I’ve read the story of the Prodigal Son dozens of times. As most do, I suppose, I’ve related to the son as myself, sinner who has wasted away too much of life in the pursuit of those things that are at best fleeting and unsubstantial.
But I have a confession to make. I never actually knew what the word prodigal meant. In today’s reading of this well-known parable, I noted that fact. What does prodigal actually mean I wondered.
A bit later I was reading from Cynthia Bourgeault’s book Centering Prayer and Inner Awakening, when serendipishly, I ran into this fairly rare word again, in a very different context. Well you don’t have to hit me over the head. I scurried to look it up.
Prodigal means reckless giving, giving abundantly, without much thought. It is usually used in a negative way to connote profligacy, wasting of resources. And indeed in the parable that is what is referred to. The son wastes through thoughtless spending, his entire inheritance in a short while.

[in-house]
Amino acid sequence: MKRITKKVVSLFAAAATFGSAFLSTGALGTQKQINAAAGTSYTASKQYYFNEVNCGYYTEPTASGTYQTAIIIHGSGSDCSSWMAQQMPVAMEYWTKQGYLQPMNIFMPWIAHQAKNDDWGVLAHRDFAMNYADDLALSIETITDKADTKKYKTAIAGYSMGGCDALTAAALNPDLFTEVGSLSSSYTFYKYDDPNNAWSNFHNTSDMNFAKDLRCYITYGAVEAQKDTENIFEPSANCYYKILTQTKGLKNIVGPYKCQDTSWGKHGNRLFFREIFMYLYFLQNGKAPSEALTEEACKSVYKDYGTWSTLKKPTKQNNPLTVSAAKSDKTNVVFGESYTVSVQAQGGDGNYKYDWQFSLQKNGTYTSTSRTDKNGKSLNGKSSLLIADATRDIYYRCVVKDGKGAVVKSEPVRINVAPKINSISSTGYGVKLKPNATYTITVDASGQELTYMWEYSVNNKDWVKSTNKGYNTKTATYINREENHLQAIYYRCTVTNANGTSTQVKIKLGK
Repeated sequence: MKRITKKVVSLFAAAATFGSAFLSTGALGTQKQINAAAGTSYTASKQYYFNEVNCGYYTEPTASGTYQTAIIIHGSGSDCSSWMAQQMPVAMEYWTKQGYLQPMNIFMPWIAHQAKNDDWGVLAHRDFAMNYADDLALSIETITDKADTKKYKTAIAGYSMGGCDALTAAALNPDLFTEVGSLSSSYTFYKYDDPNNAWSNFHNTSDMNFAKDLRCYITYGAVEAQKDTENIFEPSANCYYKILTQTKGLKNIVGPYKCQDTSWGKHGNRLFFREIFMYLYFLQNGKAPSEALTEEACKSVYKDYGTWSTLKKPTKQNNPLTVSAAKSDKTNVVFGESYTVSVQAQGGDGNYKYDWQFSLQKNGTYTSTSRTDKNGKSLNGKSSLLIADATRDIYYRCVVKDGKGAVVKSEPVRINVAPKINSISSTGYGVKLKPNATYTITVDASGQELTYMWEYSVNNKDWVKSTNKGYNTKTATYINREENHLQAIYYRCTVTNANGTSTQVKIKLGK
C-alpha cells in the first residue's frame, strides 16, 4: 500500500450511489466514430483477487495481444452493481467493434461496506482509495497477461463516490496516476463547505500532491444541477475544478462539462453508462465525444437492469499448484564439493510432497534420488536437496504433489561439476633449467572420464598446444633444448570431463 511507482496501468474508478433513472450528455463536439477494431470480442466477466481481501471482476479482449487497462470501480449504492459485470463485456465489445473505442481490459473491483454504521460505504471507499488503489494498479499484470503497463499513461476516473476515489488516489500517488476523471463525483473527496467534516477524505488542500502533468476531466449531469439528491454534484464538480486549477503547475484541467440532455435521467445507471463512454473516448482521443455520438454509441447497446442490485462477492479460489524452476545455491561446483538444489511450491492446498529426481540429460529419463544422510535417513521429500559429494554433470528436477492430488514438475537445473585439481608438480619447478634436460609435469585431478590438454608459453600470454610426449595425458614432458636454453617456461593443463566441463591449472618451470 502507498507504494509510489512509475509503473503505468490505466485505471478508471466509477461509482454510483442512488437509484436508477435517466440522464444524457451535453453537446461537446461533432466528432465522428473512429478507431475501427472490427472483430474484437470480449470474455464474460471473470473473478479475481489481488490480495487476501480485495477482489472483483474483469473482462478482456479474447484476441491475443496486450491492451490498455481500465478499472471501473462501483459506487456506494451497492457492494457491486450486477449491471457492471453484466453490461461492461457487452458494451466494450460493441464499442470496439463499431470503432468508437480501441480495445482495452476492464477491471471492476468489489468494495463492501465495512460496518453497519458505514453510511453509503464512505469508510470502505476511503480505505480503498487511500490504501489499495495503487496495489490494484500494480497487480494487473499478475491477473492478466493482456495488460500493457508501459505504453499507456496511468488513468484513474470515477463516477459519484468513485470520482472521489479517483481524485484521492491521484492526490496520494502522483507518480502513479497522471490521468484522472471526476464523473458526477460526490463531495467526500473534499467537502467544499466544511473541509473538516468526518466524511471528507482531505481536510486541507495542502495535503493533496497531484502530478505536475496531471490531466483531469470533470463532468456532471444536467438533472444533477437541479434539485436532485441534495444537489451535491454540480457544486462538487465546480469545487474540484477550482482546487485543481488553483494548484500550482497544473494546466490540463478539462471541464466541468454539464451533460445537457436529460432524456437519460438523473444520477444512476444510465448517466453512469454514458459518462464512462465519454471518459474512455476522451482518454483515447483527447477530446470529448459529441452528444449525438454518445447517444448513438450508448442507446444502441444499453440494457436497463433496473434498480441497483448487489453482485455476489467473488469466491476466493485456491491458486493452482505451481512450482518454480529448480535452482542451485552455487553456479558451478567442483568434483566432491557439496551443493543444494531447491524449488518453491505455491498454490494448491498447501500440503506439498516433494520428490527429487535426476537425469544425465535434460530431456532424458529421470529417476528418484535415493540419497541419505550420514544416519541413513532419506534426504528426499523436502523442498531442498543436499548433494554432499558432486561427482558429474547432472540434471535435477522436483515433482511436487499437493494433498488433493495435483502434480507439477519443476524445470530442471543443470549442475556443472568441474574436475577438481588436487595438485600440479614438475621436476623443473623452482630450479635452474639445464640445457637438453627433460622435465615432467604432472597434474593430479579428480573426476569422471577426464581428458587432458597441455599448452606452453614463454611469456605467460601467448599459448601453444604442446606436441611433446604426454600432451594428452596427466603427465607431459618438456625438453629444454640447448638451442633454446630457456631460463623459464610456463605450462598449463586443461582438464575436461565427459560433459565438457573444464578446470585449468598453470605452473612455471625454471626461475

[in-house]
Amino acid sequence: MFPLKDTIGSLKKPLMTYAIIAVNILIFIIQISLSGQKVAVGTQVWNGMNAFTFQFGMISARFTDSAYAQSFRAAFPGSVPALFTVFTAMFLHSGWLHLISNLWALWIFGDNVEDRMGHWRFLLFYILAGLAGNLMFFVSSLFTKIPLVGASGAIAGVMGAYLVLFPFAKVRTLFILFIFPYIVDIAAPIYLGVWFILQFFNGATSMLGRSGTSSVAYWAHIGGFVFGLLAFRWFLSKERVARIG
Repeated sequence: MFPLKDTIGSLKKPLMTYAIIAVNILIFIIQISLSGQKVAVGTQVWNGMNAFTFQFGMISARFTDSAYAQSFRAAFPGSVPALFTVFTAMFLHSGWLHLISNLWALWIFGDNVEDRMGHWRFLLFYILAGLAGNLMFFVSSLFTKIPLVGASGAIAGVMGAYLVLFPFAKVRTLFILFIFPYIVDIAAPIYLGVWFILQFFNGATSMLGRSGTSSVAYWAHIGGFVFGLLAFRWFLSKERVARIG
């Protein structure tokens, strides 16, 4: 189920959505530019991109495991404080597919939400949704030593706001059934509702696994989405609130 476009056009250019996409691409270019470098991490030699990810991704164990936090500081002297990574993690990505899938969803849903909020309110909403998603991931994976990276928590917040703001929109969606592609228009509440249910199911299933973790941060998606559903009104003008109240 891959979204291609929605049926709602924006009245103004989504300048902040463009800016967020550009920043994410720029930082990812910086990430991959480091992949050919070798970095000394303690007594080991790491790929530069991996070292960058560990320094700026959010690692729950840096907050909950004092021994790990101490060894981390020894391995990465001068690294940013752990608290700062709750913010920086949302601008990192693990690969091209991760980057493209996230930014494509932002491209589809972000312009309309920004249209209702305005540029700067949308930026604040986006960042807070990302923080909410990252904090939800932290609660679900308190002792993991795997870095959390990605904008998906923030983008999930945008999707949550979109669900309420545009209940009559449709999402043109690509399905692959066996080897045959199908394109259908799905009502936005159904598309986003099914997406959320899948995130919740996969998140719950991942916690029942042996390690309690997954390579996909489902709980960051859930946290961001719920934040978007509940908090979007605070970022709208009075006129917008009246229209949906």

But in the other instance, prodigal was used quite differently. It was a quotation of theologian Karl Rahner, who likened God’s creation of the universe to a radical outpouring: “the prodigal who squanders himself.” In other words, Creation is the outpouring of the boundless love of God.
And indeed, one can see Jesus’ entire life and ministry as this same squandering of self. Jesus offered all that he had in pursuit of bringing the Kingdom to God’s people. Whatever he did, whether it was dine with sinners or die on the cross, he did with radical abandonment of self. It is known as kenosis–self emptying.
We, as disciples of the Christ are called upon to give abundantly of ourselves. We are asked to love radically and recklessly. Our compassion is to know no boundaries, no limitation. When we enter into our deepest prayer, we empty ourselves of our concerns of any kind, and we immerse ourselves in that endless pool of love that is ever outpoured unto us by God.
There is endless peace, endless unity, endless comfort.
So be a prodigal today. And see if you don’t find a home in the Kingdom.
** Might the real prodigal here be the father? Just askin’. 🙂